Slack users were unable to access the team chat tool for several hours on Wednesday, after “connectivity issues” knocked the app offline.
Although service resumed later that day, it caused a disruption for users who rely on the application for communication and collaboration within the workplace. Problems were reported by users in the U.S. and the U.K., with many venting frustrations on Twitter.
Keaton Fox from Houston tweeted, “breaking: as Slack outage continues, thousands of workers are forced to actually speak to others in the office.” In Palo Alto, Calif., Chris Mutchler chimed in, “Slack is down. How is that ChatOps strategy working for you now?”
Slack has 8 million daily active users, according to the company’s latest stats, including 3 million paid customers.
“For individuals and organizations using team collaboration tools such as Slack, real-time communications have become ubiquitous and second nature to their work,” said Raúl Castañón-Martínez, a senior analyst at 451 Research. High expectations for service availability, he added, mean that every downtime incident will be perceived as a “serious disruption.”
“On the positive side, this signals that Slack has been successful in permeating the enterprise, and team collaboration tools are rapidly becoming a core productivity tool, alongside email and calendar,” he said.
Slack did not provide Computerworld with further details of the cause of the outage, or the number of users affected. A spokesperson said: “On June 27th between 6:33am and 9:49am PT Slack experienced an outage where people could not connect to their workspace. We worked as quickly as possible to bring Slack back to normal for everyone, and we are continuing to investigate the cause of this issue. We’re deeply sorry for the disruption. Please see the Slack Status page for the latest information https://status.slack.com.”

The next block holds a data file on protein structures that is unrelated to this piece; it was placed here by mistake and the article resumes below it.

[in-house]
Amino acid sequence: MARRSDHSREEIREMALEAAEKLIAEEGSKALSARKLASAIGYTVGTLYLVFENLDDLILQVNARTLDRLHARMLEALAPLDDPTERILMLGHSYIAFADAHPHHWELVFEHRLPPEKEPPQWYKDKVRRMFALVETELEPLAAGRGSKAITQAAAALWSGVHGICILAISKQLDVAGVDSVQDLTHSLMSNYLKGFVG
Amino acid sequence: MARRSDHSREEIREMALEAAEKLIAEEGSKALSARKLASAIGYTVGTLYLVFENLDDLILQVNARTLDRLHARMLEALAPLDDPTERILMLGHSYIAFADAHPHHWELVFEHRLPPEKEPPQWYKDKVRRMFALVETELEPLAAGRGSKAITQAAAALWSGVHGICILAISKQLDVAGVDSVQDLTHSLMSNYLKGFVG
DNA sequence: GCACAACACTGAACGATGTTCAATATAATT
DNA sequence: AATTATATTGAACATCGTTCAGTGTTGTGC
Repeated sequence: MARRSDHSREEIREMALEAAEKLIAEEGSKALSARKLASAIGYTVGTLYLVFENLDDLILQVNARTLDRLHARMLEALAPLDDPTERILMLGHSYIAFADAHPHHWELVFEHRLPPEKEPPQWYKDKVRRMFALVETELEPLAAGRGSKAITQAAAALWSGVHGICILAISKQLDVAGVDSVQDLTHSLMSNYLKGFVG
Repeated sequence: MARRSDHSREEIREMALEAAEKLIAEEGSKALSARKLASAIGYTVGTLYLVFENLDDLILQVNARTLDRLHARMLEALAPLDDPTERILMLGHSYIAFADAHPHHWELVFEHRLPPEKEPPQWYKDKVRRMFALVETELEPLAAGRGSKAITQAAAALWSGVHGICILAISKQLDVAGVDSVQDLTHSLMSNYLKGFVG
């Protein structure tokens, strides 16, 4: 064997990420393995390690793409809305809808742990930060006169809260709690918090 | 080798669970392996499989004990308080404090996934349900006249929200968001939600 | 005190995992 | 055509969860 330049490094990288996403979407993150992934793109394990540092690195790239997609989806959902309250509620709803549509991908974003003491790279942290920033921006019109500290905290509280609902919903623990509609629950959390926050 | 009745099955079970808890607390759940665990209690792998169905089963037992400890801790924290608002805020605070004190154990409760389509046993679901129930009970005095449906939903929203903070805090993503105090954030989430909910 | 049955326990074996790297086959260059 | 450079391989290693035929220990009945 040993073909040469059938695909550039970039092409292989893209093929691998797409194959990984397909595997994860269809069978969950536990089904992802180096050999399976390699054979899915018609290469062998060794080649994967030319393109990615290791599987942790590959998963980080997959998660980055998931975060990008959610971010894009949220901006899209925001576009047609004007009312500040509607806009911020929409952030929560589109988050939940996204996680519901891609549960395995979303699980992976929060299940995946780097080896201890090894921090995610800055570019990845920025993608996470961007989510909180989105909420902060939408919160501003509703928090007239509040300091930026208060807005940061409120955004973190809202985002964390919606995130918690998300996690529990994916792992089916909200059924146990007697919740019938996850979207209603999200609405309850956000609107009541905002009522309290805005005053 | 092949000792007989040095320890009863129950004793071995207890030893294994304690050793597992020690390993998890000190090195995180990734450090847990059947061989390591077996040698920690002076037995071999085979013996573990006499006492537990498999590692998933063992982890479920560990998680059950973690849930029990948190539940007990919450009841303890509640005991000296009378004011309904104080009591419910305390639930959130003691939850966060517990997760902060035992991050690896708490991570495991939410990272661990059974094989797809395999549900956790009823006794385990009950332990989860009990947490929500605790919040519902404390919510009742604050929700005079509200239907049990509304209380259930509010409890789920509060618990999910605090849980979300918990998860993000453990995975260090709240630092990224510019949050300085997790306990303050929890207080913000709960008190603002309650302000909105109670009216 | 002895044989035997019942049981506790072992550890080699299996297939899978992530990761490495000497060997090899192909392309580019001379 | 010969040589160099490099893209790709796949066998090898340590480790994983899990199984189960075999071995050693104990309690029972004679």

Slack users have experienced problems on five days during 2018, according to the company’s status calendar.
Wayne Kurtzman, a research director at IDC, said that Slack, like other vendors, is working to ensure availability meets the levels demanded by users. “We’ve reached the point where 99.8% uptime isn’t good enough for us anymore — and cloud services and the vendors ‘behind the scenes’ [infrastructure-as-a-service cloud providers] — have noticed that and are taking action to meet our rising expectations,” Kurtzman said.
In order to improve its response to outages, Slack has been building out its safety engineering team, according to Reuters, and will use a method known as “chaos engineering” to test its infrastructure by simulating failures on its infrastructure.
As the “pioneer” in the team collaboration market, said Castañón-Martínez, Slack faces more scrutiny than its rivals, despite providing users with more information about availability of its services.
“Unlike their competition, they have a policy of transparency and are very open about security or downtime incidents,” he said. Their competitors’ lack of transparency means that it is only possible to compare Slack’s performance with Atlassian, which also provides data on availability. “This in itself should give IT decision makers more confidence in how these two companies conduct their business, and in their capacity to address security and reliability issues.”